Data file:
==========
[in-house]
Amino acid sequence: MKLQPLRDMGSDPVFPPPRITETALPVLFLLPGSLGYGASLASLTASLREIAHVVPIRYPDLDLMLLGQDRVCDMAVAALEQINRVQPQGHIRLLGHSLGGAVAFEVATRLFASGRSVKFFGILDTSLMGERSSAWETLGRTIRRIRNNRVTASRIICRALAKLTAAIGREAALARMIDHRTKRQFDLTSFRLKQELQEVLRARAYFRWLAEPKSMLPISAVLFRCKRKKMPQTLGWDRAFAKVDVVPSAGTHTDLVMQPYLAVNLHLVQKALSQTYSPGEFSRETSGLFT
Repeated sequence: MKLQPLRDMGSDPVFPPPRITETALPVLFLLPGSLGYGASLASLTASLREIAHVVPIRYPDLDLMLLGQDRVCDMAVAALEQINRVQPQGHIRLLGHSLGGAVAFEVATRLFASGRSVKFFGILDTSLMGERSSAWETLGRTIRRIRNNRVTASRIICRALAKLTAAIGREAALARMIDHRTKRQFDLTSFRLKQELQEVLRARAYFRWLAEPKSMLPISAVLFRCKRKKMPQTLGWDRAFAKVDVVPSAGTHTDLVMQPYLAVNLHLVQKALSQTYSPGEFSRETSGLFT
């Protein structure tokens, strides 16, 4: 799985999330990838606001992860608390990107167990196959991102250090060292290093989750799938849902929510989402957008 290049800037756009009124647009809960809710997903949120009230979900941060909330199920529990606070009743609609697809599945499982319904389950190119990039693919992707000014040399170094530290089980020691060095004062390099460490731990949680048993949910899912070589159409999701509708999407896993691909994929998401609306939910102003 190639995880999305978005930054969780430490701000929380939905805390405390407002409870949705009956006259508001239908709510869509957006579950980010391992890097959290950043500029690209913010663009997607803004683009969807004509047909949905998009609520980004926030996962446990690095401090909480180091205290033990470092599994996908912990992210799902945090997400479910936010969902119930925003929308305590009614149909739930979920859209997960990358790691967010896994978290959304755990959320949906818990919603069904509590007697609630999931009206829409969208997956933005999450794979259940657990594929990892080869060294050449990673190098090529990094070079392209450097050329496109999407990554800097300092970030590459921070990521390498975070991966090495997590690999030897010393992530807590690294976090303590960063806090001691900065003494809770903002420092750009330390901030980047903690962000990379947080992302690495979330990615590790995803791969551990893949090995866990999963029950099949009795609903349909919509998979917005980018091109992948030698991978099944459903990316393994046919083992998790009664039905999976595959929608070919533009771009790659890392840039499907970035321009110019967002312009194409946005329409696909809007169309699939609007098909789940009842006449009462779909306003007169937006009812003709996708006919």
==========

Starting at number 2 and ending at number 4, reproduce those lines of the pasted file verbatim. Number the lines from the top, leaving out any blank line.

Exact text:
Amino acid sequence: MKLQPLRDMGSDPVFPPPRITETALPVLFLLPGSLGYGASLASLTASLREIAHVVPIRYPDLDLMLLGQDRVCDMAVAALEQINRVQPQGHIRLLGHSLGGAVAFEVATRLFASGRSVKFFGILDTSLMGERSSAWETLGRTIRRIRNNRVTASRIICRALAKLTAAIGREAALARMIDHRTKRQFDLTSFRLKQELQEVLRARAYFRWLAEPKSMLPISAVLFRCKRKKMPQTLGWDRAFAKVDVVPSAGTHTDLVMQPYLAVNLHLVQKALSQTYSPGEFSRETSGLFT
Repeated sequence: MKLQPLRDMGSDPVFPPPRITETALPVLFLLPGSLGYGASLASLTASLREIAHVVPIRYPDLDLMLLGQDRVCDMAVAALEQINRVQPQGHIRLLGHSLGGAVAFEVATRLFASGRSVKFFGILDTSLMGERSSAWETLGRTIRRIRNNRVTASRIICRALAKLTAAIGREAALARMIDHRTKRQFDLTSFRLKQELQEVLRARAYFRWLAEPKSMLPISAVLFRCKRKKMPQTLGWDRAFAKVDVVPSAGTHTDLVMQPYLAVNLHLVQKALSQTYSPGEFSRETSGLFT
């Protein structure tokens, strides 16, 4: 799985999330990838606001992860608390990107167990196959991102250090060292290093989750799938849902929510989402957008 290049800037756009009124647009809960809710997903949120009230979900941060909330199920529990606070009743609609697809599945499982319904389950190119990039693919992707000014040399170094530290089980020691060095004062390099460490731990949680048993949910899912070589159409999701509708999407896993691909994929998401609306939910102003 190639995880999305978005930054969780430490701000929380939905805390405390407002409870949705009956006259508001239908709510869509957006579950980010391992890097959290950043500029690209913010663009997607803004683009969807004509047909949905998009609520980004926030996962446990690095401090909480180091205290033990470092599994996908912990992210799902945090997400479910936010969902119930925003929308305590009614149909739930979920859209997960990358790691967010896994978290959304755990959320949906818990919603069904509590007697609630999931009206829409969208997956933005999450794979259940657990594929990892080869060294050449990673190098090529990094070079392209450097050329496109999407990554800097300092970030590459921070990521390498975070991966090495997590690999030897010393992530807590690294976090303590960063806090001691900065003494809770903002420092750009330390901030980047903690962000990379947080992302690495979330990615590790995803791969551990893949090995866990999963029950099949009795609903349909919509998979917005980018091109992948030698991978099944459903990316393994046919083992998790009664039905999976595959929608070919533009771009790659890392840039499907970035321009110019967002312009194409946005329409696909809007169309699939609007098909789940009842006449009462779909306003007169937006009812003709996708006919």